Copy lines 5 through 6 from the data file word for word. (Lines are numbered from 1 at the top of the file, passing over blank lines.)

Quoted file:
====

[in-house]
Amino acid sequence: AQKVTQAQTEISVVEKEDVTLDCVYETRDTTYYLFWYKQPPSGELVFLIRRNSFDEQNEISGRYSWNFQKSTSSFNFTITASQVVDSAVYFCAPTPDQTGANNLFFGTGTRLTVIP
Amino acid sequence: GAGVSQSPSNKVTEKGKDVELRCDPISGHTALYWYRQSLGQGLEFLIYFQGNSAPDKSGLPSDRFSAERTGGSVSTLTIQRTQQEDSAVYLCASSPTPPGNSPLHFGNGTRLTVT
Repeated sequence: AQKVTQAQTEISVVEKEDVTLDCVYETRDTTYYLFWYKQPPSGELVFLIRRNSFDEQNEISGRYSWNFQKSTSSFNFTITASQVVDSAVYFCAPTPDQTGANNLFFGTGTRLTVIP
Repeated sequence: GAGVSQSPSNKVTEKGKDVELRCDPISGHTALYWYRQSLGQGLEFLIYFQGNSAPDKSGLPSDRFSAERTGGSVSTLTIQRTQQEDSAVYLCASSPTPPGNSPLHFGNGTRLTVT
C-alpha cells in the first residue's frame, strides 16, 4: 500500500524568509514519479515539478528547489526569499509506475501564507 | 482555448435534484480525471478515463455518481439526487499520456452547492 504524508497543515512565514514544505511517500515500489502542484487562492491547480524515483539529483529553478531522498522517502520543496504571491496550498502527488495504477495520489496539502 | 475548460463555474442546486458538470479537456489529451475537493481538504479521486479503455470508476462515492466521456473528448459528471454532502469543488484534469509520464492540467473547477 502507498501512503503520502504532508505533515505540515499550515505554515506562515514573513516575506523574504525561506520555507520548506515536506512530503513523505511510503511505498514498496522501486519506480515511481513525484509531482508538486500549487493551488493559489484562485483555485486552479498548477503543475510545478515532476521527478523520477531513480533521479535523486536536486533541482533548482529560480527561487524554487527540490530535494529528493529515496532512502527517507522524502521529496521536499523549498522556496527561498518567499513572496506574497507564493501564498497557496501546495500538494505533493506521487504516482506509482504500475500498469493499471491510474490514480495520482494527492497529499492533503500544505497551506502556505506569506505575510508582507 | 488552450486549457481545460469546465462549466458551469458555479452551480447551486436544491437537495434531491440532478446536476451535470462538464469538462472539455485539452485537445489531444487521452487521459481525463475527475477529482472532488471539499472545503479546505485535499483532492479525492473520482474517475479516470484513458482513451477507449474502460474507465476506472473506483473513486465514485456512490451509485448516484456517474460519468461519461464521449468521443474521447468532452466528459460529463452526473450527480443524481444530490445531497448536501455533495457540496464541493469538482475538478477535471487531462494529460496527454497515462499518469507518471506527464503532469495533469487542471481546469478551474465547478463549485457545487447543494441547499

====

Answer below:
Repeated sequence: GAGVSQSPSNKVTEKGKDVELRCDPISGHTALYWYRQSLGQGLEFLIYFQGNSAPDKSGLPSDRFSAERTGGSVSTLTIQRTQQEDSAVYLCASSPTPPGNSPLHFGNGTRLTVT
C-alpha cells in the first residue's frame, strides 16, 4: 500500500524568509514519479515539478528547489526569499509506475501564507 | 482555448435534484480525471478515463455518481439526487499520456452547492 504524508497543515512565514514544505511517500515500489502542484487562492491547480524515483539529483529553478531522498522517502520543496504571491496550498502527488495504477495520489496539502 | 475548460463555474442546486458538470479537456489529451475537493481538504479521486479503455470508476462515492466521456473528448459528471454532502469543488484534469509520464492540467473547477 502507498501512503503520502504532508505533515505540515499550515505554515506562515514573513516575506523574504525561506520555507520548506515536506512530503513523505511510503511505498514498496522501486519506480515511481513525484509531482508538486500549487493551488493559489484562485483555485486552479498548477503543475510545478515532476521527478523520477531513480533521479535523486536536486533541482533548482529560480527561487524554487527540490530535494529528493529515496532512502527517507522524502521529496521536499523549498522556496527561498518567499513572496506574497507564493501564498497557496501546495500538494505533493506521487504516482506509482504500475500498469493499471491510474490514480495520482494527492497529499492533503500544505497551506502556505506569506505575510508582507 | 488552450486549457481545460469546465462549466458551469458555479452551480447551486436544491437537495434531491440532478446536476451535470462538464469538462472539455485539452485537445489531444487521452487521459481525463475527475477529482472532488471539499472545503479546505485535499483532492479525492473520482474517475479516470484513458482513451477507449474502460474507465476506472473506483473513486465514485456512490451509485448516484456517474460519468461519461464521449468521443474521447468532452466528459460529463452526473450527480443524481444530490445531497448536501455533495457540496464541493469538482475538478477535471487531462494529460496527454497515462499518469507518471506527464503532469495533469487542471481546469478551474465547478463549485457545487447543494441547499